The TERAVOLT study identified 7 factors associated with an increased mortality risk in patients with thoracic malignancies who have received COVID-19.
Seven significant mortality determinations have been identified for patients with thoracic malignancies who have received COVID-19, according to results from the TERAVOLT study published in Journal of Thoracic Oncology.1
Poor ECOG performance status was most strongly associated with negative COVID-19 results (OR, 2.47; 95% CI, 1.87-3.26), with other factors including neutrophil count (OR, 2.46; 95% CI , 1.76-3.44), serum procalcitonine (OR, 2.37; 95% CI, 1.64-3.43), development of pneumonia (OR, 1.95; 95% CI, 1.48- 2.58), c-reactive protein (OR, 1.90; 95% CI, 1.43-2.51), tumor stage at COVID-19 diagnosis (OR, 1.97; 95% CI, 1.46- 2.66) and age (OR, 1.71; 95% CI, 1.29-2.26).
“Despite ongoing efforts, including immunization campaigns and increased capacity, SARS-CoV-2 will still affect the continuity of treatment of patients with cancer, at least to some extent. In contrast to the evolving scenario, we delivered a comprehensive and powerful forecasting system that can be a useful tool for clinicians. ” Alessio Cortellini, MD, a medical oncologist and clinical scientist from Imperial College London, said in a press release.2
A total of 1591 patients were enrolled in the database between March 2020 and April 2021, and 1491 were included in the analysis.
Laboratory-confirmed COVID-19 infection was identified in 1432 patients and 59 patients were diagnosed based on radiological or clinical findings. Investigators reported that 57.3% of patients were men, 72.2% were white, and 77.8% were former and current smokers. The median age of the patients was 67 years and 57.3% of the patients were 65 years or older.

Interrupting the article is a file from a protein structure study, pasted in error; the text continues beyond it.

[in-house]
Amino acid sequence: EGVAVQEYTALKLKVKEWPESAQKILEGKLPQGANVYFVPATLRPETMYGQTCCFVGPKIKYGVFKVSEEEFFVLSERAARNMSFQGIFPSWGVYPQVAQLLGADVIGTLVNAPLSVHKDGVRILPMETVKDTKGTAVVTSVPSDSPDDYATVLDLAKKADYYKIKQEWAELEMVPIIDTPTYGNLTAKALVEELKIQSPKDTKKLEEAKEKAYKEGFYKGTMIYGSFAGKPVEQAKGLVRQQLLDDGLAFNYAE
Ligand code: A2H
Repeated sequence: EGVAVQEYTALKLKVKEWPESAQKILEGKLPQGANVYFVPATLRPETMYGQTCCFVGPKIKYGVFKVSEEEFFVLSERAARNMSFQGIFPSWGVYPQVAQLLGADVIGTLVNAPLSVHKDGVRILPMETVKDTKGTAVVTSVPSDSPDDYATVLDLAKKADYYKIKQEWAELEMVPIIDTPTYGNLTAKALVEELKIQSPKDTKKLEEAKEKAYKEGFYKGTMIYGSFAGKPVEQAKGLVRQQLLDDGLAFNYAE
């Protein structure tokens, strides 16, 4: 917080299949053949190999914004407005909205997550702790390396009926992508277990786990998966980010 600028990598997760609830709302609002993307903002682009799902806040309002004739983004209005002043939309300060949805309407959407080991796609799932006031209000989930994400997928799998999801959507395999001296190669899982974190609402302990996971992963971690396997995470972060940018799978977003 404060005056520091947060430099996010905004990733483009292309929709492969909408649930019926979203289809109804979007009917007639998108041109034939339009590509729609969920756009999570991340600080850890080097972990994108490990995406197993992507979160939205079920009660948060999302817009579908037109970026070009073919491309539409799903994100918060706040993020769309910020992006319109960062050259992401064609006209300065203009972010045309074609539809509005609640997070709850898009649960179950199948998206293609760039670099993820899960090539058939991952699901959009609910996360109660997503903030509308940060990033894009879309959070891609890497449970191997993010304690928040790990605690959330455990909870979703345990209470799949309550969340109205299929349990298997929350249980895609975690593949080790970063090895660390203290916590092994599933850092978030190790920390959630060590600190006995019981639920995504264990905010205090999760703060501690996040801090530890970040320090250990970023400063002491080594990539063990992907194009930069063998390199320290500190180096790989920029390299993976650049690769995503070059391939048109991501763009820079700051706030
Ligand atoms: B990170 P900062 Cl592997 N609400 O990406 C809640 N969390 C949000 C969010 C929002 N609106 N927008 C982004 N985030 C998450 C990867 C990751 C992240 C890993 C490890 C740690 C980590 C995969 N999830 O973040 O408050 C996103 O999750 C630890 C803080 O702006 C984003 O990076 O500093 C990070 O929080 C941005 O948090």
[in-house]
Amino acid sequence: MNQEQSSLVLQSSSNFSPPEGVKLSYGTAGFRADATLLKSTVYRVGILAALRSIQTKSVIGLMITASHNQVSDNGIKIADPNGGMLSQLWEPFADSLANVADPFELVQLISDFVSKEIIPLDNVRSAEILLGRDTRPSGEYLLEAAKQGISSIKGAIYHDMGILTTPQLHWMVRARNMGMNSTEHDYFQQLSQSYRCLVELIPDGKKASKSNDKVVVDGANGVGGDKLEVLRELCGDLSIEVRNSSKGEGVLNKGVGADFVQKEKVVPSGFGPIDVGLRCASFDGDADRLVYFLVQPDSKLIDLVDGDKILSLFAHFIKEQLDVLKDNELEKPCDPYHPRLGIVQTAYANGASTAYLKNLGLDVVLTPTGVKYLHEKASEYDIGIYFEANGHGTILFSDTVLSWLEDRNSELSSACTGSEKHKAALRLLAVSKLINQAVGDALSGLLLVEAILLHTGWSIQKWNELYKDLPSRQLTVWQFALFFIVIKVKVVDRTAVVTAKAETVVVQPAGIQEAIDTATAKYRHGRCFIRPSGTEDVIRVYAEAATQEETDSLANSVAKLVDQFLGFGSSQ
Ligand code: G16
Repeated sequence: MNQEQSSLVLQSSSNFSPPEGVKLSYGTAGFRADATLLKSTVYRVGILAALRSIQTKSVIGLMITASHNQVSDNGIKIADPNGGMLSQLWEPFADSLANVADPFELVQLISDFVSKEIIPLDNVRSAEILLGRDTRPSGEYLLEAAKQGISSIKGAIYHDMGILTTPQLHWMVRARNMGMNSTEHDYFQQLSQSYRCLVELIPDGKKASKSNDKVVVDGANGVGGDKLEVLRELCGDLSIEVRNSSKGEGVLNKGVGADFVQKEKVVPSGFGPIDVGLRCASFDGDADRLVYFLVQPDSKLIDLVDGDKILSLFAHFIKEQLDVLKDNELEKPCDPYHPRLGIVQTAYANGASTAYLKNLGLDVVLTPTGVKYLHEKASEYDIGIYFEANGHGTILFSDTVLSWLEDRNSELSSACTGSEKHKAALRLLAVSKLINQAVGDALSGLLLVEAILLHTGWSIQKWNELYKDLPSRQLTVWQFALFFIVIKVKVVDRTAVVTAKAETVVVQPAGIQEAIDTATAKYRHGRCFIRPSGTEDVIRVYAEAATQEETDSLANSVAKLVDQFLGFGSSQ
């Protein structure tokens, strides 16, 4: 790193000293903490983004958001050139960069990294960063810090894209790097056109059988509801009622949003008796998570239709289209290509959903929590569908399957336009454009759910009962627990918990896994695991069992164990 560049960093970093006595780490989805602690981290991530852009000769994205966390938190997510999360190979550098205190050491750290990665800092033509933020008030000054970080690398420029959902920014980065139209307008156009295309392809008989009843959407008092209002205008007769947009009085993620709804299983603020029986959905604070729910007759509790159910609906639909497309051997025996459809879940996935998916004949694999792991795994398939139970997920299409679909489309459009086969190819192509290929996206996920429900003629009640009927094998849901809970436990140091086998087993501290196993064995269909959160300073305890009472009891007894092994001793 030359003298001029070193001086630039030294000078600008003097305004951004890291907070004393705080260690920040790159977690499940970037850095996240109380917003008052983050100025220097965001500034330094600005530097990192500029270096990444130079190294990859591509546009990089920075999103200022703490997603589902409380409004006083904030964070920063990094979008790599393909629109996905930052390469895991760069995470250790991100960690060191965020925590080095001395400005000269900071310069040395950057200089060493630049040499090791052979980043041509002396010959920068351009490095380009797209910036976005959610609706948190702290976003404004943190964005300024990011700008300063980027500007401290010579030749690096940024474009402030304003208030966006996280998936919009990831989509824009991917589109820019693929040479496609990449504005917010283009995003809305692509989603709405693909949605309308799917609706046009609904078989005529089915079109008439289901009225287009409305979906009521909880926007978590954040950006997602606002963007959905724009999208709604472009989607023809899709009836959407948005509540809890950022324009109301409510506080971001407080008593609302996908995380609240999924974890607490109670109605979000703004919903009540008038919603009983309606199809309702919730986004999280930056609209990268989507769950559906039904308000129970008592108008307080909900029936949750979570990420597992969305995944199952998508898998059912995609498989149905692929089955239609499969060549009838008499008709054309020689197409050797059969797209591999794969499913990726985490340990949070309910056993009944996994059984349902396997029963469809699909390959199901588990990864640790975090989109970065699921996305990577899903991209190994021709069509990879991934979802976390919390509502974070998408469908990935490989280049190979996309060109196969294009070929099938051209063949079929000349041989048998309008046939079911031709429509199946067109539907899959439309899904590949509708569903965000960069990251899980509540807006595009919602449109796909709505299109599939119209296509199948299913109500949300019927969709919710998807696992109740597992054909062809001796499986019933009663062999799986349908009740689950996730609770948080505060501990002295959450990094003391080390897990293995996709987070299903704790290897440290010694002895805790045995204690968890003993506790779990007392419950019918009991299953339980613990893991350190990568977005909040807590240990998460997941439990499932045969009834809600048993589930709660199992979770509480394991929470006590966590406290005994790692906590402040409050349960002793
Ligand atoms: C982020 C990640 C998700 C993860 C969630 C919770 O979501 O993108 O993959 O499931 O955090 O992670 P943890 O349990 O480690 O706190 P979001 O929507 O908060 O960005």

Among the patients included in the study, most had 1 comorbidity (82.3%), such as hypertension (48.0%), chronic obstructive pulmonary disease (24.5%), diabetes (19.3%) and ischemic heart disease (13.1%). %). In addition, most patients concomitantly took non-cancer-related medication when they were diagnosed with COVID-19 (73.4%). Prior to the COVID-19 diagnosis, 13.0% of patients were on corticosteroids.
The most common tumor types were non-small cell lung cancer (79.7%), small cell lung cancer (12.4%) and other thoracic malignancies (7.9%). At the time of diagnosis of COVID-19, 67.8% of patients had stage IV disease, 71.9% had an ECOG performance status of 0 or 1, 64.5% had received antineoplastic treatment within 3 months of diagnosis, and 38.8% had chemotherapy alone.
Therapy for patients with COVID-19 included anticoagulants (37.2%), antibiotics (48.7%), antivirals (18.9%), antifungals (2.6%), corticosteroids (33.4%), interleukin-6 inhibitors (3.1%) and antimalarial drugs (16.4%). During the average observation period of 42 days, 361 incidents were reported, which translated into a death rate for all causes was 24.2%.
A total of 73 variables were considered in the cluster analysis, with significant correlations with results identified in 3 demographic, 5 comorbidity, 3 concomitant medication, 3 oncological features, 6 information on full blood count, 17 general biochemistry, 2 respiratory functions and 7 radiological find variables.
“Currently, this analysis did not look at the effect of COVD-19 vaccination. The TERAVOLT database has recently been updated to capture information on vaccination status, as well as information on the specific variants. A separate analysis will be performed with the new data. . ” Jennifer G. Whisenant, PhD, a research assistant professor of medicine at Vanderbilt University, concluded.
1. Whisenant J, Baena J, Cortellini A, et al. A definitive prognosis system for patients with thoracic malignancies diagnosed with COVID-19: an update from the TERAVOLT registry. J Thorac Oncol. Published online February 1, 2022. doi: 10.1016 / j.jtho.2021.12.015
The TERAVOLT study identifies seven factors that increase the mortality risk for patients with COVID-19. News release. International Association for the Study of Lung Cancer. February 1, 2022. Visited February 1, 2022. https://bit.ly/3ANKRJh